NATO Could Take a Walk Down Memory Lane and Stop Provoking Nuclear War

A local nuclear war sparked by the North Atlantic Alliance's relentless saber-rattling would leave millions killed in the heart of Europe – NATO's own history attests to this fact.

Mushroom cloud from an American atomic bomb test on January 17, 1962. The test was designated Upshot Knothold Grable shot No. 10. - Sputnik International
Post WW2 World Order: US Planned to Wipe USSR Out by Massive Nuclear Strike
The bloc should take a walk down memory lane. In 1954, NATO embraced a preemptive nuclear strike doctrine and a year later it staged major war games simulating a nuclear exchange between the member states and the forces of the Communism bloc.

Known as Carte Blanche, they lasted six days and involved eleven nations, which dropped more than 330 tactical nuclear bombs.

"Tactical nukes packed a smaller yield than their larger strategic cousins. The logic behind using them held that the weapons were large enough to offset NATO's disadvantage against the conventionally superior Soviet forces," Adam Rawnsley explained in an article published by the War Is Boring website.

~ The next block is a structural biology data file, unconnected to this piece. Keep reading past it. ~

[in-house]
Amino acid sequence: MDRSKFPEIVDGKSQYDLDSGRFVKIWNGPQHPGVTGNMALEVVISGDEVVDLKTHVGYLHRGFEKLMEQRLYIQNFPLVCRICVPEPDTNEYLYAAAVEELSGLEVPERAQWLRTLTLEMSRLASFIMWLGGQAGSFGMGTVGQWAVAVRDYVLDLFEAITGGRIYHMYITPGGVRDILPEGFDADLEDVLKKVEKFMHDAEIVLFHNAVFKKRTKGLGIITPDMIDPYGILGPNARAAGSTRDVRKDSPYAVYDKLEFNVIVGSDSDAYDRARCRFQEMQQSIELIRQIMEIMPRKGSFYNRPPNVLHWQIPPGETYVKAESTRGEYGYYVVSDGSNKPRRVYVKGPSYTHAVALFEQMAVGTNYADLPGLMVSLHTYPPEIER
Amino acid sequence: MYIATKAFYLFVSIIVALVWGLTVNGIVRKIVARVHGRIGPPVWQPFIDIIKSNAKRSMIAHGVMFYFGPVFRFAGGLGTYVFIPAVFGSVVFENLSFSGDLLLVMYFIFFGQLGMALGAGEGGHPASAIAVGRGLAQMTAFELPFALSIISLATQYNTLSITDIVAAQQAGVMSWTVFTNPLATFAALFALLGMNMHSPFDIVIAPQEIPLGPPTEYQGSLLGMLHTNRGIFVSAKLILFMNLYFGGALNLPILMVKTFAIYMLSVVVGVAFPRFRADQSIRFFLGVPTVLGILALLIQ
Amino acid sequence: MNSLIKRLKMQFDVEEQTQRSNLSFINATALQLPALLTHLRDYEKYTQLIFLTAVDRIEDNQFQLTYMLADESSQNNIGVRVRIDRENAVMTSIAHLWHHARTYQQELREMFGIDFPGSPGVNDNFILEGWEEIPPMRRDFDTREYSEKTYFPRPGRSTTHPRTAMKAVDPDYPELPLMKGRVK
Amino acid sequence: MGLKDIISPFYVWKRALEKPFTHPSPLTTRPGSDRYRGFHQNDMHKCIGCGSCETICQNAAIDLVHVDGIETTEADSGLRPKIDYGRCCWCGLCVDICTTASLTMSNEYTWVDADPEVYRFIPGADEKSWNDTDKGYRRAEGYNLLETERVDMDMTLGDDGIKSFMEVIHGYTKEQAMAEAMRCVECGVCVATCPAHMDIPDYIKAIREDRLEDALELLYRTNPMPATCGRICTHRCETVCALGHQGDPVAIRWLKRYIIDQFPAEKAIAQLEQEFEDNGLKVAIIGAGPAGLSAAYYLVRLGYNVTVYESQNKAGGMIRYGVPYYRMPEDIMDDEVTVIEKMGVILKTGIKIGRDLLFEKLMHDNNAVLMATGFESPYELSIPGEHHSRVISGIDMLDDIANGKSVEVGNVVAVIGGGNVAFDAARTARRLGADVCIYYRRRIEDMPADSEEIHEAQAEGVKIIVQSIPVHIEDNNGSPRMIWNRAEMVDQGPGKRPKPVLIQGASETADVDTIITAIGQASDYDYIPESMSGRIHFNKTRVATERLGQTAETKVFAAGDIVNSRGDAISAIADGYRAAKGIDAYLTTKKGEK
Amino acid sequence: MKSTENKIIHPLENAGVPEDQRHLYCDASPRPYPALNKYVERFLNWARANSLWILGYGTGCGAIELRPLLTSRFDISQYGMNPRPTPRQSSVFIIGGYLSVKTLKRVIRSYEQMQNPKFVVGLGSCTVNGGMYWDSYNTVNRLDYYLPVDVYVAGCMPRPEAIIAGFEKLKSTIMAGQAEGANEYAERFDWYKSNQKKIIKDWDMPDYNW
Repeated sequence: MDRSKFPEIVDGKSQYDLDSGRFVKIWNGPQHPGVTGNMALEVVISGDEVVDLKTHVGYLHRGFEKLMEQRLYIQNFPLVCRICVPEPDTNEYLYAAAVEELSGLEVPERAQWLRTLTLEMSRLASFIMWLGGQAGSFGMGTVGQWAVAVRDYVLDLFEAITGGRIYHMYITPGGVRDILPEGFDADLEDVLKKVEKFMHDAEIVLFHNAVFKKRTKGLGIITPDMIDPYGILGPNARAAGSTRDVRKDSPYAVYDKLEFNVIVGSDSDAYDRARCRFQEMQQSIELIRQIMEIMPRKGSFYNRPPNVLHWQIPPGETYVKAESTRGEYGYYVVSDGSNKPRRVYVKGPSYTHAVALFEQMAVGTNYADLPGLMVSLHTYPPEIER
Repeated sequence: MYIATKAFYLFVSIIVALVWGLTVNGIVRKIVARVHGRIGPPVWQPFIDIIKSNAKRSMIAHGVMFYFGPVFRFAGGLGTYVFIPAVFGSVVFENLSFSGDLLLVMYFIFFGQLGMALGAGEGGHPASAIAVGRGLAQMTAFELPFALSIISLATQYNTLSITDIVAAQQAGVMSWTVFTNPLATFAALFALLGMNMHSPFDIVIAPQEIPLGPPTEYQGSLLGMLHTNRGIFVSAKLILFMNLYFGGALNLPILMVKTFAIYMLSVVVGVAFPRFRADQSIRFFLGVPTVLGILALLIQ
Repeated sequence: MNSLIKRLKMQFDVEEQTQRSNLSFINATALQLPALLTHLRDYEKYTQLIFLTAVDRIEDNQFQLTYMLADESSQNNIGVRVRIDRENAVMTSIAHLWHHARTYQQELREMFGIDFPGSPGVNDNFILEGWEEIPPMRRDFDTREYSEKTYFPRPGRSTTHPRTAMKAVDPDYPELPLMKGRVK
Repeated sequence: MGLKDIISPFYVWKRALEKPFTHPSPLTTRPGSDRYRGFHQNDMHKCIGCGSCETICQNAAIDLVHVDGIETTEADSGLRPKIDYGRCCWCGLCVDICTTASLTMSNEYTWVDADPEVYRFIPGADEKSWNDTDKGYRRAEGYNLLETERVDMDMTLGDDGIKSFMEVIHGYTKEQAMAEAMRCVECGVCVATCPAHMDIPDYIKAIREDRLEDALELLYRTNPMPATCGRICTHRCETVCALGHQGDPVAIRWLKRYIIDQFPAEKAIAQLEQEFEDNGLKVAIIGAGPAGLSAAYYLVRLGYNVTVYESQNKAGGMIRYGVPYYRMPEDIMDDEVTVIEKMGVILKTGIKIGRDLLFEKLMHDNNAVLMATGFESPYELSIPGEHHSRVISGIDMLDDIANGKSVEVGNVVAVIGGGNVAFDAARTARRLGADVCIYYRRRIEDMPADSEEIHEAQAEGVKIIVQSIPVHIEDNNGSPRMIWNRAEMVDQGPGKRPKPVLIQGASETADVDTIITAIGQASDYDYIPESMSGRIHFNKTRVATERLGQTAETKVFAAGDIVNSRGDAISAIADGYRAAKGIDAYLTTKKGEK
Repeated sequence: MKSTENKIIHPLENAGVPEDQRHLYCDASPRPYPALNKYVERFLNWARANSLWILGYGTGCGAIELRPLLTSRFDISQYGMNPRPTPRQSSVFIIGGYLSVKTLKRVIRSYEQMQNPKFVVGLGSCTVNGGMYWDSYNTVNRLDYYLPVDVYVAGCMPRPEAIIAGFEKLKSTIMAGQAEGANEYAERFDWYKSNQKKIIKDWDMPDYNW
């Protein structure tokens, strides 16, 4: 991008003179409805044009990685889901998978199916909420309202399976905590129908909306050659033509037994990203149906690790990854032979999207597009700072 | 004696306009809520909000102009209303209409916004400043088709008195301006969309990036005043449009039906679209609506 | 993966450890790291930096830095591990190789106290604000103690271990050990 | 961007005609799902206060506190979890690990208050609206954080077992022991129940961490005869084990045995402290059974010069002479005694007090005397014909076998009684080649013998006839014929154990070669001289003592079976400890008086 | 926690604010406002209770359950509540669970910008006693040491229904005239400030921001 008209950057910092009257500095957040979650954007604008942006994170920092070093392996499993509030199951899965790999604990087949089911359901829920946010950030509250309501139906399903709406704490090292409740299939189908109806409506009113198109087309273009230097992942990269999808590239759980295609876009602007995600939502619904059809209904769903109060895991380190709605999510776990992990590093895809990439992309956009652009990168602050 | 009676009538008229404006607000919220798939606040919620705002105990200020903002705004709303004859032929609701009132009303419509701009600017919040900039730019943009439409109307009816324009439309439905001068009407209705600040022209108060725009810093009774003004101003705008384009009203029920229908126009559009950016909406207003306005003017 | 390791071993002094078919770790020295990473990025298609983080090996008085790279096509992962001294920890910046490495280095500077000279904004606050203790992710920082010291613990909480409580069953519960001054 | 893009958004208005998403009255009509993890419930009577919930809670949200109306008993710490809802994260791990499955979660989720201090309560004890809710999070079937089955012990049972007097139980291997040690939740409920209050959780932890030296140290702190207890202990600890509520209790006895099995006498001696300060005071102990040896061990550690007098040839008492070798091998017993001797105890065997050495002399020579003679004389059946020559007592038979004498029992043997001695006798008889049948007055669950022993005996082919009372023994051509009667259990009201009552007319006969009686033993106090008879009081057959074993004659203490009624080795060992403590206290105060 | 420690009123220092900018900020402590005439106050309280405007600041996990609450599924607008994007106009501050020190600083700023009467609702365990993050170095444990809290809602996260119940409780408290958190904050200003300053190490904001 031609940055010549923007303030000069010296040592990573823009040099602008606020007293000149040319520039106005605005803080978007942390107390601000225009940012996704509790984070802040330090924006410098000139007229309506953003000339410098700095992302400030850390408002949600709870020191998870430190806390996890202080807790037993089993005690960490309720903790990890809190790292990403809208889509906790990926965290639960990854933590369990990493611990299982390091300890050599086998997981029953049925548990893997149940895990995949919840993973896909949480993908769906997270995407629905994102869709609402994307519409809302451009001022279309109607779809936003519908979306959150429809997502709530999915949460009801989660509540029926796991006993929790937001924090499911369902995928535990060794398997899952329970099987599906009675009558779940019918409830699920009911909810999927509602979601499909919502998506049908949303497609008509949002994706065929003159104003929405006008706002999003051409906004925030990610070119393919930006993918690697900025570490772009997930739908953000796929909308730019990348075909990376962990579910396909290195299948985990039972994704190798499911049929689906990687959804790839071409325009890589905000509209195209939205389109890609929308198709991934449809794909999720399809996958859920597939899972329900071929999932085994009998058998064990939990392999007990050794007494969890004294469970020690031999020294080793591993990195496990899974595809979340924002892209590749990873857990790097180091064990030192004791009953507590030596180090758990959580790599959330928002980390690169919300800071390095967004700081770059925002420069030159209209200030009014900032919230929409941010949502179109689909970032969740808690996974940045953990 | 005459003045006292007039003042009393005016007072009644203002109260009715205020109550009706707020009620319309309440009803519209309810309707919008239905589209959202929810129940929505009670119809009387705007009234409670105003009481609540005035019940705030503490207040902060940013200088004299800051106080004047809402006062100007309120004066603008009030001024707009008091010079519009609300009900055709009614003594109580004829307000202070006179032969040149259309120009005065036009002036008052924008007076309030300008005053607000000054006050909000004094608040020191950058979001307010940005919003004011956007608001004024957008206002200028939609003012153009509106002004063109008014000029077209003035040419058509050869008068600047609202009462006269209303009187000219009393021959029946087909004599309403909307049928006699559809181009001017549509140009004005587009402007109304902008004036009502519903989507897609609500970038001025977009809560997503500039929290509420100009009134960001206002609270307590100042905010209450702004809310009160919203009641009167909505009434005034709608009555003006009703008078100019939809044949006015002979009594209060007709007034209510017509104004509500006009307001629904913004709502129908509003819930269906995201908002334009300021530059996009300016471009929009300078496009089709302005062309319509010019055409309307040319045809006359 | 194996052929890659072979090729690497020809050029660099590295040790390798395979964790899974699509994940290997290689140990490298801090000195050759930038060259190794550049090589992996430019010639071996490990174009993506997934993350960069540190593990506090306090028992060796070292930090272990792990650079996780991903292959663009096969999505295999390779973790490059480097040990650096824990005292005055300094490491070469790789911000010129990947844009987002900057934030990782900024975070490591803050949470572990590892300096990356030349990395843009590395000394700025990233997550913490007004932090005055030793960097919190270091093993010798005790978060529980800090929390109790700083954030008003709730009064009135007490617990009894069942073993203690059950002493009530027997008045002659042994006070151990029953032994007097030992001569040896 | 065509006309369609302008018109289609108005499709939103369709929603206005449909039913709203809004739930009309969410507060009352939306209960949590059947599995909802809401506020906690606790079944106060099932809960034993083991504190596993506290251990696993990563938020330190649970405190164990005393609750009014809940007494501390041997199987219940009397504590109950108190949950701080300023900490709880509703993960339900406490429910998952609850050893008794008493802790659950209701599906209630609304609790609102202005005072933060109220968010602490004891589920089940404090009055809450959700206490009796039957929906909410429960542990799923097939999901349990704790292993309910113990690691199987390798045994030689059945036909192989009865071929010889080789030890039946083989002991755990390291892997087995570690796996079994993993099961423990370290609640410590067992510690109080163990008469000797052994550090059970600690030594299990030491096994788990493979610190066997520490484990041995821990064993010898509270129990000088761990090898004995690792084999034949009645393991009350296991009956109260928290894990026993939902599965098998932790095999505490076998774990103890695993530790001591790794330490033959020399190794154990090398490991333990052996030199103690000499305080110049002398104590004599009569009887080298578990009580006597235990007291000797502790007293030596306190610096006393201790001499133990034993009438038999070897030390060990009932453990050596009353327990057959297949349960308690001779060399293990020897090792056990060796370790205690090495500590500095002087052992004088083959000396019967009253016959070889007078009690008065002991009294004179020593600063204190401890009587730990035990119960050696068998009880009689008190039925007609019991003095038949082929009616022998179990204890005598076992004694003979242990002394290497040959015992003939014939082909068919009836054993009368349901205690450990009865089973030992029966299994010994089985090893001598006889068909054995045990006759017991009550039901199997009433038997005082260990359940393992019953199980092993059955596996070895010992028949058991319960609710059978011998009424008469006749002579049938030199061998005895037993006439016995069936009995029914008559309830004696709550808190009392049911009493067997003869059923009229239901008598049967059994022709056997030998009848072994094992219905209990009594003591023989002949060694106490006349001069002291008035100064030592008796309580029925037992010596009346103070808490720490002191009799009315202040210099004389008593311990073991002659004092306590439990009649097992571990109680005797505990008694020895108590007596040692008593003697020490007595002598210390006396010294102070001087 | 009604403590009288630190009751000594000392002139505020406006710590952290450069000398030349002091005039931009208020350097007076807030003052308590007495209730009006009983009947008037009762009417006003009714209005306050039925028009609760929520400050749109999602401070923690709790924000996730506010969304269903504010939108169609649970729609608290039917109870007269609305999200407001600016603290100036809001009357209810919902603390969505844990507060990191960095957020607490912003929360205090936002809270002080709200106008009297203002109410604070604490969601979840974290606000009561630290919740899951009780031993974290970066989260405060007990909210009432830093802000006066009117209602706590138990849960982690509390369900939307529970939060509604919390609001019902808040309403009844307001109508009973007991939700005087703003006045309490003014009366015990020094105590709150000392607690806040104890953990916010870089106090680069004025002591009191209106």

The results were dreadful: the conflict was estimated to have left 1.7 million dead and 3.5 million wounded in Germany alone.

Carte Blanche "shocked and horrified citizens in NATO countries, especially in West Germany – ground zero for any war with the Soviets, and alarmed their leadership. For years afterward, Carte Blanche shaped attitudes toward nuclear weapons and their role in defense of Europe," Rawnsley asserted.

Following the war-games, British Air Commodore Peter Wykeham-Barnes said that in tactical nuclear warfare the attacker was the likely winner. This could be the reason why the US and their NATO allies still refuse to abandon the no first use (NFU) policy.

NATO described nuclear weapons as a core component of its deterrence and defense capabilities. "As long as nuclear weapons exist, NATO will remain a nuclear alliance," the bloc reiterated in 2012.

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